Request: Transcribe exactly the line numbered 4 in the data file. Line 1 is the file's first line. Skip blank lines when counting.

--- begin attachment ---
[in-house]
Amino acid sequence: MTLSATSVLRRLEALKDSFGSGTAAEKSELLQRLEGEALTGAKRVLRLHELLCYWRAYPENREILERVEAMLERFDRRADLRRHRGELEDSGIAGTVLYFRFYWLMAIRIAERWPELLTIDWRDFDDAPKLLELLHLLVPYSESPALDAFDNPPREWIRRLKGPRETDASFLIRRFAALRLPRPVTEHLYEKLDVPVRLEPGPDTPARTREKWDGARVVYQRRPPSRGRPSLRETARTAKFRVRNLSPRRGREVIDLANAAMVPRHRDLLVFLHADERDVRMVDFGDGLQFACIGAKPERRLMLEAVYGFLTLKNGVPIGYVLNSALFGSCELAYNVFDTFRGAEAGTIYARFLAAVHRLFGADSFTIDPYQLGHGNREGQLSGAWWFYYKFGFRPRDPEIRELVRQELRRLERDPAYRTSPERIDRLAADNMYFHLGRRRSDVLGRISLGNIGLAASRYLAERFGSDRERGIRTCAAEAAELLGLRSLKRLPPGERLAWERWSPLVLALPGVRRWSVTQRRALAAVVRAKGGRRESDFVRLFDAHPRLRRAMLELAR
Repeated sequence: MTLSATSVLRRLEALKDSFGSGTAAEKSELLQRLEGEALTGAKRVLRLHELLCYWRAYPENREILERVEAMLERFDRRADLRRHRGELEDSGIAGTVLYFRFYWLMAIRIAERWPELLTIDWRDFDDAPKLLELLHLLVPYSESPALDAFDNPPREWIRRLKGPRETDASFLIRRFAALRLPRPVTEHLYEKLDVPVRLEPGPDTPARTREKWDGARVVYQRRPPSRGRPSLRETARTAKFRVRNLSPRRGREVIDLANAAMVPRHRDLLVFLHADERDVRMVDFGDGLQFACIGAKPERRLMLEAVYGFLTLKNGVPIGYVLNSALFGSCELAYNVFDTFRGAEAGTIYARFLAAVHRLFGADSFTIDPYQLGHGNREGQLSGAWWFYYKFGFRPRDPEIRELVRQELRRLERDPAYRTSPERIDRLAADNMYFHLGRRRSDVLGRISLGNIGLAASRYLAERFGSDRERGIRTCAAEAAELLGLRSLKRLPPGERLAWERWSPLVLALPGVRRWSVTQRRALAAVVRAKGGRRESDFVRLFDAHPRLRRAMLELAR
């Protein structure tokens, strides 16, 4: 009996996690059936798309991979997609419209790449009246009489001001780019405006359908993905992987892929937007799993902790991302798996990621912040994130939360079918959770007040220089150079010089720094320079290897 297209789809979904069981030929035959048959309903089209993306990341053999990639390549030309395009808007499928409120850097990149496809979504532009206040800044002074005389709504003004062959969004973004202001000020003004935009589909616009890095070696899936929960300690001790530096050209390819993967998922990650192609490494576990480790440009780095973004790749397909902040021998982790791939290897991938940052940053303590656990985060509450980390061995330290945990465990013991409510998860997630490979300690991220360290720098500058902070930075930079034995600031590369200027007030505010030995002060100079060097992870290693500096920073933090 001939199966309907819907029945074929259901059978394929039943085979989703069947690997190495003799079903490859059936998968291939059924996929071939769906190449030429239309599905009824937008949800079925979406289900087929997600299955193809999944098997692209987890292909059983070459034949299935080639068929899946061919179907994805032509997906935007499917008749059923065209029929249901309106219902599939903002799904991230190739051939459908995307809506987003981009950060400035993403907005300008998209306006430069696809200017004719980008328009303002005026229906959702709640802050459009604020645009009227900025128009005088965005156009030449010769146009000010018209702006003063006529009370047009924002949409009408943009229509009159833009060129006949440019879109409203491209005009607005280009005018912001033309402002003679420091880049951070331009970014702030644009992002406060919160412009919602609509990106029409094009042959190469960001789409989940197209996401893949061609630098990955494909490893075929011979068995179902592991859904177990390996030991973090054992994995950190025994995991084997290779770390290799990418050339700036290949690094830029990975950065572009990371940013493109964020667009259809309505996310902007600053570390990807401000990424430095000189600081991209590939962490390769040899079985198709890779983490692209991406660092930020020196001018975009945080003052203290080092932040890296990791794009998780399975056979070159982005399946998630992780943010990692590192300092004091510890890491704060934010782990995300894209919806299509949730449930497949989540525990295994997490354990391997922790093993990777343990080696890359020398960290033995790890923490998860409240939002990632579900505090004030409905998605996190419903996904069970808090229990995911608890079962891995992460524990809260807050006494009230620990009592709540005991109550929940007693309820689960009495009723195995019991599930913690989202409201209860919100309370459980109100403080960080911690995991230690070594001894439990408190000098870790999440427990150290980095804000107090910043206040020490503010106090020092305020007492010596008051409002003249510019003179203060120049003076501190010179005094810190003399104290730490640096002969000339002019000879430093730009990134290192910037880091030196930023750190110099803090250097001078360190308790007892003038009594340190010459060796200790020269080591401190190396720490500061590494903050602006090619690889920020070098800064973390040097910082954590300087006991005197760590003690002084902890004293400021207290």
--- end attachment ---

């Protein structure tokens, strides 16, 4: 009996996690059936798309991979997609419209790449009246009489001001780019405006359908993905992987892929937007799993902790991302798996990621912040994130939360079918959770007040220089150079010089720094320079290897 297209789809979904069981030929035959048959309903089209993306990341053999990639390549030309395009808007499928409120850097990149496809979504532009206040800044002074005389709504003004062959969004973004202001000020003004935009589909616009890095070696899936929960300690001790530096050209390819993967998922990650192609490494576990480790440009780095973004790749397909902040021998982790791939290897991938940052940053303590656990985060509450980390061995330290945990465990013991409510998860997630490979300690991220360290720098500058902070930075930079034995600031590369200027007030505010030995002060100079060097992870290693500096920073933090 001939199966309907819907029945074929259901059978394929039943085979989703069947690997190495003799079903490859059936998968291939059924996929071939769906190449030429239309599905009824937008949800079925979406289900087929997600299955193809999944098997692209987890292909059983070459034949299935080639068929899946061919179907994805032509997906935007499917008749059923065209029929249901309106219902599939903002799904991230190739051939459908995307809506987003981009950060400035993403907005300008998209306006430069696809200017004719980008328009303002005026229906959702709640802050459009604020645009009227900025128009005088965005156009030449010769146009000010018209702006003063006529009370047009924002949409009408943009229509009159833009060129006949440019879109409203491209005009607005280009005018912001033309402002003679420091880049951070331009970014702030644009992002406060919160412009919602609509990106029409094009042959190469960001789409989940197209996401893949061609630098990955494909490893075929011979068995179902592991859904177990390996030991973090054992994995950190025994995991084997290779770390290799990418050339700036290949690094830029990975950065572009990371940013493109964020667009259809309505996310902007600053570390990807401000990424430095000189600081991209590939962490390769040899079985198709890779983490692209991406660092930020020196001018975009945080003052203290080092932040890296990791794009998780399975056979070159982005399946998630992780943010990692590192300092004091510890890491704060934010782990995300894209919806299509949730449930497949989540525990295994997490354990391997922790093993990777343990080696890359020398960290033995790890923490998860409240939002990632579900505090004030409905998605996190419903996904069970808090229990995911608890079962891995992460524990809260807050006494009230620990009592709540005991109550929940007693309820689960009495009723195995019991599930913690989202409201209860919100309370459980109100403080960080911690995991230690070594001894439990408190000098870790999440427990150290980095804000107090910043206040020490503010106090020092305020007492010596008051409002003249510019003179203060120049003076501190010179005094810190003399104290730490640096002969000339002019000879430093730009990134290192910037880091030196930023750190110099803090250097001078360190308790007892003038009594340190010459060796200790020269080591401190190396720490500061590494903050602006090619690889920020070098800064973390040097910082954590300087006991005197760590003690002084902890004293400021207290």